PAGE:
What girls in Western Kenya learn and think about their periods

Understanding the period experience in a cultural context

“Menstruation is the only blood that is not born from violence, yet it’s the one that disgusts you the most”

– From a sign posted at the Women’s Day protest march

For reasons beyond my understanding, nearly every culture seems to have a problem with periods. In many countries, this sign of a healthy cycle is considered “unclean”, and women are being ostracised for going through it.

In the West, this presents itself in an almost clinical approach to this very natural experience. We have all seen the “blue liquid” ads, with their beautiful clean sheets, light summer dresses and big white smiles.

In other places, it’s not unheard of for women to be isolated from their community during five to ten days out of a month. They have to sleep outside, in “dog houses”. I can’t even begin to imagine what that does to a person’s psyche, let alone their confidence in their own body…

To understand the period experience of girls in Western Kenya in a cultural context, we visited a few schools in rural Kisumu. The girls there were quite open and willing to share their stories, partly thanks to the work of the Golden Girls Foundation in breaking the taboo of talking about the menses. Here are a few insights into what living with their menstruation is like for Kenyan school girls:

Some learn about periods from their families, some in school.

“I remember I saw my sister had a stain on her back. I asked what happened to her. My mother took the time and explained to me that every woman reaches a point where she must start experiencing the menses. She also told me about the tools, like pads. And that if you don’t have pads, you can use a rag, wash it clean and dry it. Then you fold it and use it.”

“I learned it from my science teacher when he was teaching reproduction in class six.”

“I saw my aunt put on a white trouser, the blood was running down her leg. My aunt went to the bathroom, I followed her and asked her about it, but she didn’t answer my questions. I was afraid for her; I didn’t know what disease she had. I really wanted to cry, because I loved my aunt. I went to my mother: ‘Mum, my aunt is sick!’ My mother explained to me it was just a stage that I was also going to pass.”

Others have never even heard about periods when they first have them.

“You know, sitting down with your guardian or your mum is very difficult.”

“I asked my sister about her pads: ‘What are these now? And what are they meant for?’ She was always laughing at me. ‘One day, you’ll also reach that stage.’”

“When it happened, I was in class six. I was shaking, I wanted to go to the hospital. I took a sweater and tied it around my waist. I asked for permission and I went back home. I shared it with my grandma, she just laughed at me, and I was crying, freaking out. I asked her to give me one hundred shillings so I could go to the hospital. She told me to just be patient, maybe after three, four days it would be over. And now it would every month. I got so scared.”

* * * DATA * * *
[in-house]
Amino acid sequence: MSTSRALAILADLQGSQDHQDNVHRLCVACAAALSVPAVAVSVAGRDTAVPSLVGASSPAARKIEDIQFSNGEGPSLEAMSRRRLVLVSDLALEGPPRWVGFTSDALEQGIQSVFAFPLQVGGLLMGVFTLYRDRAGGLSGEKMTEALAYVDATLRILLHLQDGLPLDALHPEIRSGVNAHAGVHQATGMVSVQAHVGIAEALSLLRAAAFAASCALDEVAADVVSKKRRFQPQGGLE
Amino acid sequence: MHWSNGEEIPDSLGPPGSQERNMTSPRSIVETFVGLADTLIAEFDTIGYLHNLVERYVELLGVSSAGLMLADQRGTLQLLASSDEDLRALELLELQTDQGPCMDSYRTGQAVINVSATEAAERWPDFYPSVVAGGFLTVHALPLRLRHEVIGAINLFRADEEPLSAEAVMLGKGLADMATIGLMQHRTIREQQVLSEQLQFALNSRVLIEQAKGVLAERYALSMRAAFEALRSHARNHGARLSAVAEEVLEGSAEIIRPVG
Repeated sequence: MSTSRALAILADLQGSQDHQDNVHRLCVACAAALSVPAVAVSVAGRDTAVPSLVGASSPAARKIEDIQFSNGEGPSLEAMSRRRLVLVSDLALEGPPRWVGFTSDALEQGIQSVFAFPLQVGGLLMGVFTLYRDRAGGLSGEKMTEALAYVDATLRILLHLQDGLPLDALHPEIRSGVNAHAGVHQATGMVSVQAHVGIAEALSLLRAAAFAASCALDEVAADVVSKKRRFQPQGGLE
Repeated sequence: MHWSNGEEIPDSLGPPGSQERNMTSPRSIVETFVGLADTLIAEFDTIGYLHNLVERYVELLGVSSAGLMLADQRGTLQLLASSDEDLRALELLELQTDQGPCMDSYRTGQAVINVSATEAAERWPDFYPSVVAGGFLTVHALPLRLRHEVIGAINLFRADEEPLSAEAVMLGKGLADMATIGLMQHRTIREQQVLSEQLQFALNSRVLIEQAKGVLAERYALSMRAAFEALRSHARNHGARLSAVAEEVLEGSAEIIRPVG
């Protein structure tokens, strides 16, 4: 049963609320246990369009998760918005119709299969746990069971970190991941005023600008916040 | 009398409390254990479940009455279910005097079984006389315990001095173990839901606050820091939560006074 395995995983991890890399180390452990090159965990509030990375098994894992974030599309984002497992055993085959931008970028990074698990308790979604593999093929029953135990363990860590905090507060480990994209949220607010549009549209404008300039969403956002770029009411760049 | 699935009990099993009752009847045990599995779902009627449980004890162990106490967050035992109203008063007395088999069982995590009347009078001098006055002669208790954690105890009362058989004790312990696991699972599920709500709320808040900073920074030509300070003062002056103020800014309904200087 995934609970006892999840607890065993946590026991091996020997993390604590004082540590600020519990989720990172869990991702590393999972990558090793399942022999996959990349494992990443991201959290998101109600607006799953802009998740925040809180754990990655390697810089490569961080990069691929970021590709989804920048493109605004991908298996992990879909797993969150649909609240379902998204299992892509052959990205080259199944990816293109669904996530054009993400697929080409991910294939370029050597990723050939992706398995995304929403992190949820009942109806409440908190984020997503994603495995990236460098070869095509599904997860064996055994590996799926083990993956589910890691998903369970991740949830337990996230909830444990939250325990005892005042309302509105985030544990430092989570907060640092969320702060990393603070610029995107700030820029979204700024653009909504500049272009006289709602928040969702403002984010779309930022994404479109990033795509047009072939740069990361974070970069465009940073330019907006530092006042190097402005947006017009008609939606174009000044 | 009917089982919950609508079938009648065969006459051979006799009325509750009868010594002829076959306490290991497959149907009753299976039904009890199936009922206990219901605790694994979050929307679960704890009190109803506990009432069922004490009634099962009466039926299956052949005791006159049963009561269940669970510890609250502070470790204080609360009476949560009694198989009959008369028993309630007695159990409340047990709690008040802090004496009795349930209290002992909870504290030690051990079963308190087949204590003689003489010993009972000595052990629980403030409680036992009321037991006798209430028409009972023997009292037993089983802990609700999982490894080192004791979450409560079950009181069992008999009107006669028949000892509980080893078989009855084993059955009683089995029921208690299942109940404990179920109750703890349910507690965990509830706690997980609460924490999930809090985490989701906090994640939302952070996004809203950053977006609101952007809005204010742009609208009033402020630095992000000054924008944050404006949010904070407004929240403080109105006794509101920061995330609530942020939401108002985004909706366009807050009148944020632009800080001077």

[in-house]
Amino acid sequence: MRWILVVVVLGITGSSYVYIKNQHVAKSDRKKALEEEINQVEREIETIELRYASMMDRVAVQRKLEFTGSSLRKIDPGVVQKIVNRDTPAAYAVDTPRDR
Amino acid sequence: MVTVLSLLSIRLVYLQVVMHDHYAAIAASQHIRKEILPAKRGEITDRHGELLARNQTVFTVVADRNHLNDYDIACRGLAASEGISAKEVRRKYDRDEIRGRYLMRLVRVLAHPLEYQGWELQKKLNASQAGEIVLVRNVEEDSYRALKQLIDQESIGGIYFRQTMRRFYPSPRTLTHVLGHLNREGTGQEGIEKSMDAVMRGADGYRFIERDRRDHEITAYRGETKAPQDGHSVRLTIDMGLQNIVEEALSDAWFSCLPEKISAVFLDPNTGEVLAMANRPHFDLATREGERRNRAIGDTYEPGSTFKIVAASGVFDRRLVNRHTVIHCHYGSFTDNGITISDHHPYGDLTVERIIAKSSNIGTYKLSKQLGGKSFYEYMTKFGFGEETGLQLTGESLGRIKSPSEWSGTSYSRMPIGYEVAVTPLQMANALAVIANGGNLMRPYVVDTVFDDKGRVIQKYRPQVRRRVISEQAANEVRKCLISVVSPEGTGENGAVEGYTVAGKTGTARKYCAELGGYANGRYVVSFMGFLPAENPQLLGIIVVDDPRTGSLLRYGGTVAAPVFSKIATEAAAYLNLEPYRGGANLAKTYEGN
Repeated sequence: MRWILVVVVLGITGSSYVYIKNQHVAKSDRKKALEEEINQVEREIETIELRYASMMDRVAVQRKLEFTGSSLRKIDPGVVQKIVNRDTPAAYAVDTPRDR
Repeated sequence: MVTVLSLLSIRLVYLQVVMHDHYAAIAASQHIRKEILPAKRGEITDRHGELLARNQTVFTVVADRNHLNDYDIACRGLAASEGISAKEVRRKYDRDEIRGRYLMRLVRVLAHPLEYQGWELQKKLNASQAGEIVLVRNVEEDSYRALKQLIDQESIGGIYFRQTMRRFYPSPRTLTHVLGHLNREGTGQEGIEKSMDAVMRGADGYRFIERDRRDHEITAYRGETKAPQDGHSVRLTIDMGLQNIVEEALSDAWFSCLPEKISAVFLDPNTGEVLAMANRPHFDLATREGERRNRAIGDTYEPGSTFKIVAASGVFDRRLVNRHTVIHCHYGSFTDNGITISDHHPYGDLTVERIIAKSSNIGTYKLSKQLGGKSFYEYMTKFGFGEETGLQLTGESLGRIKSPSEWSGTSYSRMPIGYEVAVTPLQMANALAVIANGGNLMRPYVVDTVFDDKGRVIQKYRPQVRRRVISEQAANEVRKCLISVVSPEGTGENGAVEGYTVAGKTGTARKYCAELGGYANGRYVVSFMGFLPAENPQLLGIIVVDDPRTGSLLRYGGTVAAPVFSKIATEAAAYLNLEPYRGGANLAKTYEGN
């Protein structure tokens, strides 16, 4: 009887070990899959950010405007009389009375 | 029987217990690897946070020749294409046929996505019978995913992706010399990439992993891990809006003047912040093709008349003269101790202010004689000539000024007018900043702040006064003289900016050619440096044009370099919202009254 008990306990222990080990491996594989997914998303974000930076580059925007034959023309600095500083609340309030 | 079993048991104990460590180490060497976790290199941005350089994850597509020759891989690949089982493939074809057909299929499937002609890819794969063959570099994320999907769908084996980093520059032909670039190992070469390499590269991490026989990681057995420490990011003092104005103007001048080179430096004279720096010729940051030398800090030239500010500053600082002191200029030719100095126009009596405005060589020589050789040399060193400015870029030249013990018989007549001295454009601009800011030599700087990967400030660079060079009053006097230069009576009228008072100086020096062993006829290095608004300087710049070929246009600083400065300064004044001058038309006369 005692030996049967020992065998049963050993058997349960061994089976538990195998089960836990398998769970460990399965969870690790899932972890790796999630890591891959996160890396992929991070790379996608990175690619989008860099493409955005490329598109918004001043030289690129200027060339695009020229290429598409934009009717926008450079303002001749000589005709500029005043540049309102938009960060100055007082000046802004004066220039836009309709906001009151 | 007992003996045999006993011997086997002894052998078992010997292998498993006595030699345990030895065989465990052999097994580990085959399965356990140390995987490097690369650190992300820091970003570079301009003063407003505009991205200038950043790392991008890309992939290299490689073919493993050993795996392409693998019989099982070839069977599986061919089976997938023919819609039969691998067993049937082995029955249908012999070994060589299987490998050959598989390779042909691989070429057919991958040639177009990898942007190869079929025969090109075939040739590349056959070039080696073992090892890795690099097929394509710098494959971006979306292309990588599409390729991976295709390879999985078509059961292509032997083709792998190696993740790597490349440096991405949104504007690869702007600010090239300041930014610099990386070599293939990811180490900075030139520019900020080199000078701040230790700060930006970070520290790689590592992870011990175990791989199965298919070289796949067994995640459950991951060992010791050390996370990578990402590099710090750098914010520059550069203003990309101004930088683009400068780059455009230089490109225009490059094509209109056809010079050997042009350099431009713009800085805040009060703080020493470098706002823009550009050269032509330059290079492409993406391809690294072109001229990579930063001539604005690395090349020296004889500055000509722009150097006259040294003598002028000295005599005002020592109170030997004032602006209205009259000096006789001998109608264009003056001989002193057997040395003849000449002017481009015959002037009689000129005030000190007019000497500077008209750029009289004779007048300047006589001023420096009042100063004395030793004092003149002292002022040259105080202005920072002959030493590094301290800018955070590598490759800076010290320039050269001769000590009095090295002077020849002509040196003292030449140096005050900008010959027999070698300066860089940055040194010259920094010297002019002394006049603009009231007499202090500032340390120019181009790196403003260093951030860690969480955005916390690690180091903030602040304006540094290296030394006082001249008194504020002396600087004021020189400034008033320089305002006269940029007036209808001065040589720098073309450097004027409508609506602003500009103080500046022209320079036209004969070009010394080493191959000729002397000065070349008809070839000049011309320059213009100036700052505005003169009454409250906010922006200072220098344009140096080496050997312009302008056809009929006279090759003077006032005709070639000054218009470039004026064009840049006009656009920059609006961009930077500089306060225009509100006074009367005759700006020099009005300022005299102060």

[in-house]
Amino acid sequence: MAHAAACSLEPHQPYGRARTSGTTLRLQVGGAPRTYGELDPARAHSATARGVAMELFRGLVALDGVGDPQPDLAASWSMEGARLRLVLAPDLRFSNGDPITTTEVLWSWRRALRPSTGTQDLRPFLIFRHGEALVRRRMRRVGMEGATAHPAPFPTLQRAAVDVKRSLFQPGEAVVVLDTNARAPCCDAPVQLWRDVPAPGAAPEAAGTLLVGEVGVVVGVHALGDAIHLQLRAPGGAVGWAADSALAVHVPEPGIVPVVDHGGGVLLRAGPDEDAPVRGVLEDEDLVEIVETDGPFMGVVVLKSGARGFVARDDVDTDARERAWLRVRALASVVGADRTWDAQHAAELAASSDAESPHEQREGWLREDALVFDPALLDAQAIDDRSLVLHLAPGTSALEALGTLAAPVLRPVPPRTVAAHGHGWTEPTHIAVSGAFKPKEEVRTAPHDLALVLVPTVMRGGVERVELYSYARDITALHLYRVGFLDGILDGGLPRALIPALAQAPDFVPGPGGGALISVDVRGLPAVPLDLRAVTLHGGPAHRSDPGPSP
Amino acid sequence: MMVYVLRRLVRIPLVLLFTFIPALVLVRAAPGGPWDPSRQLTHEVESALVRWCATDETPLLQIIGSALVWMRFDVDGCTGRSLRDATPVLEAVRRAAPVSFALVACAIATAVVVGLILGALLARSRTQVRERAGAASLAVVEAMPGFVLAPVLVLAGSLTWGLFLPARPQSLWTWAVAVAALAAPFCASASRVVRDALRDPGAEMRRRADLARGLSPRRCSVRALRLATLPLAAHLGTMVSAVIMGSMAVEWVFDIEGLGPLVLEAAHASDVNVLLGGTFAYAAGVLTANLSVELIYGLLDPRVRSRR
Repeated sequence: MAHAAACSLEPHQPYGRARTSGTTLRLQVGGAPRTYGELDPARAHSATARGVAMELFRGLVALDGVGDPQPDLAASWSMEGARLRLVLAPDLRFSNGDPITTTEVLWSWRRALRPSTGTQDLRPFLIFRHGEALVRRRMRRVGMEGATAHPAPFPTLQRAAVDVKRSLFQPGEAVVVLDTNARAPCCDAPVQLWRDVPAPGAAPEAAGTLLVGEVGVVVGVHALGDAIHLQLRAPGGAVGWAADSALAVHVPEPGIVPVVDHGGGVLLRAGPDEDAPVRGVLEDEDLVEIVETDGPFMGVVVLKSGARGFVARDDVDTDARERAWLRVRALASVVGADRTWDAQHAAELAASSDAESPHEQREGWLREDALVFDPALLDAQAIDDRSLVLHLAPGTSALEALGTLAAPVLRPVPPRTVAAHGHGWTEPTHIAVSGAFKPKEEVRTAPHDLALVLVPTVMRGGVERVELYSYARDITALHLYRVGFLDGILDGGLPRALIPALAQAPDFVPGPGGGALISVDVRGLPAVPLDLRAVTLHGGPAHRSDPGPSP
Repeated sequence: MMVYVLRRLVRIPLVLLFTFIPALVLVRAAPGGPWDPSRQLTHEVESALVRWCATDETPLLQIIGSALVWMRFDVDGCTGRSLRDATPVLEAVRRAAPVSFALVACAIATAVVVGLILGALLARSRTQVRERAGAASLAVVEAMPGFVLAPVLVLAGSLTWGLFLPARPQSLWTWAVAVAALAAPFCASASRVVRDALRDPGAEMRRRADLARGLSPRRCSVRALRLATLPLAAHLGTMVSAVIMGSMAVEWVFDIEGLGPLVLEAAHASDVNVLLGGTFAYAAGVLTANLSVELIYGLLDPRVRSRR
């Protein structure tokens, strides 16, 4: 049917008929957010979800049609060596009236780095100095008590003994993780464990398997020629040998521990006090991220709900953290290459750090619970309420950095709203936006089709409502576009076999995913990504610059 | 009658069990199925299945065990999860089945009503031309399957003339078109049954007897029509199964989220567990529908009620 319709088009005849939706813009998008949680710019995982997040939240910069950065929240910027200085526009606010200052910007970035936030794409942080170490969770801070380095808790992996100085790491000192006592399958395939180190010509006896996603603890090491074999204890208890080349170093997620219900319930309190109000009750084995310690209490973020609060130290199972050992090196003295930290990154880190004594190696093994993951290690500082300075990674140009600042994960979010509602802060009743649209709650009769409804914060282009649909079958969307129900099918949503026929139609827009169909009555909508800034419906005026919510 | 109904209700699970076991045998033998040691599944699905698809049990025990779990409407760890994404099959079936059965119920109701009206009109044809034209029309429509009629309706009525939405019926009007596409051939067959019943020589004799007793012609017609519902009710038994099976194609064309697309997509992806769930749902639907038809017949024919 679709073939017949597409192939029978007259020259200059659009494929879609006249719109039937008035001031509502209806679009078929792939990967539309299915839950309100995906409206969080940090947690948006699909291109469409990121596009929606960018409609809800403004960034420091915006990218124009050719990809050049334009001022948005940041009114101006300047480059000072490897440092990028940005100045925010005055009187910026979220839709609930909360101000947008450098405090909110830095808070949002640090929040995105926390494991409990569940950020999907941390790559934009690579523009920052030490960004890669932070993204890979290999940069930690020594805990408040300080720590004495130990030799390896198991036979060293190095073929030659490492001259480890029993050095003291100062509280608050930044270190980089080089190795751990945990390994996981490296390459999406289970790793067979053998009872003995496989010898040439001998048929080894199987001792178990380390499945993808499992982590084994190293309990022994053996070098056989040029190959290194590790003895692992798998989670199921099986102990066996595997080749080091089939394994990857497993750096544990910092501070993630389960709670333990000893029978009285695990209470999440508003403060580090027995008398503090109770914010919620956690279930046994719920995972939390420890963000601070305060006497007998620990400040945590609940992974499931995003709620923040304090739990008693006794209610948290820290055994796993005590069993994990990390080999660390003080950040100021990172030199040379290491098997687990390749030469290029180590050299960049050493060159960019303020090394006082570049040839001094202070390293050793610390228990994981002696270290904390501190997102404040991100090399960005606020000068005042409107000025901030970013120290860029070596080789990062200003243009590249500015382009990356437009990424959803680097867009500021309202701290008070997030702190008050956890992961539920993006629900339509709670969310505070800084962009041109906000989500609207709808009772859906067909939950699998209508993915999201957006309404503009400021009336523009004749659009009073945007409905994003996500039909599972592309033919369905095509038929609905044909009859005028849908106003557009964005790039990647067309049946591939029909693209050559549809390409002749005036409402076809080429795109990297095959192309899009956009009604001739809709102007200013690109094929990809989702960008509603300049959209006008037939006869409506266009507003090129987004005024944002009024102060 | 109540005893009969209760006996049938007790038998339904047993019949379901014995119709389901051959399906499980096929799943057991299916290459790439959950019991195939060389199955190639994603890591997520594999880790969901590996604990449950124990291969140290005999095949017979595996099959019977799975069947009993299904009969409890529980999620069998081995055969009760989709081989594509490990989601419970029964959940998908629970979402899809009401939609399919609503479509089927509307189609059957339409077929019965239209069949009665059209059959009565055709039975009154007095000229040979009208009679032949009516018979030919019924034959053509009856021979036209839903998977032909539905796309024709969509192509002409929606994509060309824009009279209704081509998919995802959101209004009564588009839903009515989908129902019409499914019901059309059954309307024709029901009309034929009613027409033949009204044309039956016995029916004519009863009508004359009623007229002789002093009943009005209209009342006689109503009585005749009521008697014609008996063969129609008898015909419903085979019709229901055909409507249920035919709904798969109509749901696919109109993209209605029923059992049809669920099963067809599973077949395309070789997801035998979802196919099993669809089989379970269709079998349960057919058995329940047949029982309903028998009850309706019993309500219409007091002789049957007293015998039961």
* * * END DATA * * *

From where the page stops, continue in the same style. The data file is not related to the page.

There are a lot of myths around periods and Ruby Cups.

“Some parents have not even gone to school. They think Ruby Cup is made from plastic, and that you shouldn’t put it in your body.”

“My aunt told me that Ruby Cup can cause cancer. Even my sister, who’s a nurse, told me it can cause diseases.”

“I heard that if you put it in, the vagina will expand.”

Sometimes, they can’t afford hygiene products and have to get creative.

“I used to use two packs of sanitary pads per month. That is a lot of money.”

“Sometimes the parents can’t afford hygiene products, so the girls find boyfriends who will buy them sanitary products in exchange for sex.”

“Before we tried Ruby Cup, it was a bit expensive. We would use blankets, towels, mattress filling, tissues… Some months, you’re broke and your mother is not around. So you work with what you’ve got.”

Ruby Cup takes a little getting used to but makes your life so much easier.

“When I showed the cup to the neighbourhood girls, they said ‘You are going to put that thing inside you? I can’t use that!’”

“My aunt wanted to take mine, but I didn’t give it to her.”

“When you use it for the first time, you somehow feel very guilty. You think there’s something inside you, and what if it drops? Like in a crowd? But that was just because I wasn’t used to it.”

“The sanitary pads felt itchy. I couldn’t swim, I couldn’t do sports. And I had to change them so much. Now I can do everything.”

“Sometimes you’d have to go home and take a bath. Now people don’t stain themselves anymore.”

These quotes were recorded during interviews at Joyland Mixed Special Needs Secondary School, Ayweyo Secondary School, Pawtenge Secondary School, and St. Peter’s Nanga Secondary School in Masogo, Kenya.

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Ruth Asan Ruth Asan (28) is a writer and political communication consultant from Germany. She has worked and studied in Berlin, Spain and Kenya. Most recently, she became co-founder of the Savara Women’s Advancement Program (SaWA), a training and mentorship program for young women from Nairobi.

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